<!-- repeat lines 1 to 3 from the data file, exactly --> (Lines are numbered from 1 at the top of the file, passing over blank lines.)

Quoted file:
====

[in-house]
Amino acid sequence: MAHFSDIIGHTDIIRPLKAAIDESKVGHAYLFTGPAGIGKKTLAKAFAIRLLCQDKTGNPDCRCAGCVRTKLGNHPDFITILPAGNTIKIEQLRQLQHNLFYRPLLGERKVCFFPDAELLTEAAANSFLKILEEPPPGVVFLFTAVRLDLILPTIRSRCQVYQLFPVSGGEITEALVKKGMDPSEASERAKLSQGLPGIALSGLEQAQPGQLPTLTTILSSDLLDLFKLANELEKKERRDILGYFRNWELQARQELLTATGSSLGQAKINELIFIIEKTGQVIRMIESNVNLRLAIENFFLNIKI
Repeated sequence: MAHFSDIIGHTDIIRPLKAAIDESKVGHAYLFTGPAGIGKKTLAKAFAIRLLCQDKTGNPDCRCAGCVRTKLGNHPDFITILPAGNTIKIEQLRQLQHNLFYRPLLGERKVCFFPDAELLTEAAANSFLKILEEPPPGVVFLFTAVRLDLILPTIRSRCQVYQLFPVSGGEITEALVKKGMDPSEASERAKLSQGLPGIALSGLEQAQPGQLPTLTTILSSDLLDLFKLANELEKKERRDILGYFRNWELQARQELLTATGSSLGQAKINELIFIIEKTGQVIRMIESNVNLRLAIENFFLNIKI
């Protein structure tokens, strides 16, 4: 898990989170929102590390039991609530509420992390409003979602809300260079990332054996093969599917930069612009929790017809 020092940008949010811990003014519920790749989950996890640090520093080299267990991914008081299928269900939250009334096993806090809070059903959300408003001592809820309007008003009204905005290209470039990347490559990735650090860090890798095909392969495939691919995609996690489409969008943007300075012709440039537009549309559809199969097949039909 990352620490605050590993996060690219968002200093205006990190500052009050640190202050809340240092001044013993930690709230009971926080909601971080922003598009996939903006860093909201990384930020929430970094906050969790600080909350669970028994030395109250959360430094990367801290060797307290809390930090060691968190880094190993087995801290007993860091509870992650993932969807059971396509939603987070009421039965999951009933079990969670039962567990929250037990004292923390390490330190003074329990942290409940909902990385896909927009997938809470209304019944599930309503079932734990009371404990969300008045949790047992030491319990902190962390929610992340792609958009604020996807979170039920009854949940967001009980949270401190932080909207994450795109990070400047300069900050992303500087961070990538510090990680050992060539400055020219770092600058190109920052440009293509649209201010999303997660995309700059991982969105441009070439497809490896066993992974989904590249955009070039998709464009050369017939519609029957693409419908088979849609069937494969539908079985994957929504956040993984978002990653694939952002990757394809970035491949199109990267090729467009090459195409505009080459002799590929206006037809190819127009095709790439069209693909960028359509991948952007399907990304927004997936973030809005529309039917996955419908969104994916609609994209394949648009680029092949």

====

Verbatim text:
[in-house]
Amino acid sequence: MAHFSDIIGHTDIIRPLKAAIDESKVGHAYLFTGPAGIGKKTLAKAFAIRLLCQDKTGNPDCRCAGCVRTKLGNHPDFITILPAGNTIKIEQLRQLQHNLFYRPLLGERKVCFFPDAELLTEAAANSFLKILEEPPPGVVFLFTAVRLDLILPTIRSRCQVYQLFPVSGGEITEALVKKGMDPSEASERAKLSQGLPGIALSGLEQAQPGQLPTLTTILSSDLLDLFKLANELEKKERRDILGYFRNWELQARQELLTATGSSLGQAKINELIFIIEKTGQVIRMIESNVNLRLAIENFFLNIKI
Repeated sequence: MAHFSDIIGHTDIIRPLKAAIDESKVGHAYLFTGPAGIGKKTLAKAFAIRLLCQDKTGNPDCRCAGCVRTKLGNHPDFITILPAGNTIKIEQLRQLQHNLFYRPLLGERKVCFFPDAELLTEAAANSFLKILEEPPPGVVFLFTAVRLDLILPTIRSRCQVYQLFPVSGGEITEALVKKGMDPSEASERAKLSQGLPGIALSGLEQAQPGQLPTLTTILSSDLLDLFKLANELEKKERRDILGYFRNWELQARQELLTATGSSLGQAKINELIFIIEKTGQVIRMIESNVNLRLAIENFFLNIKI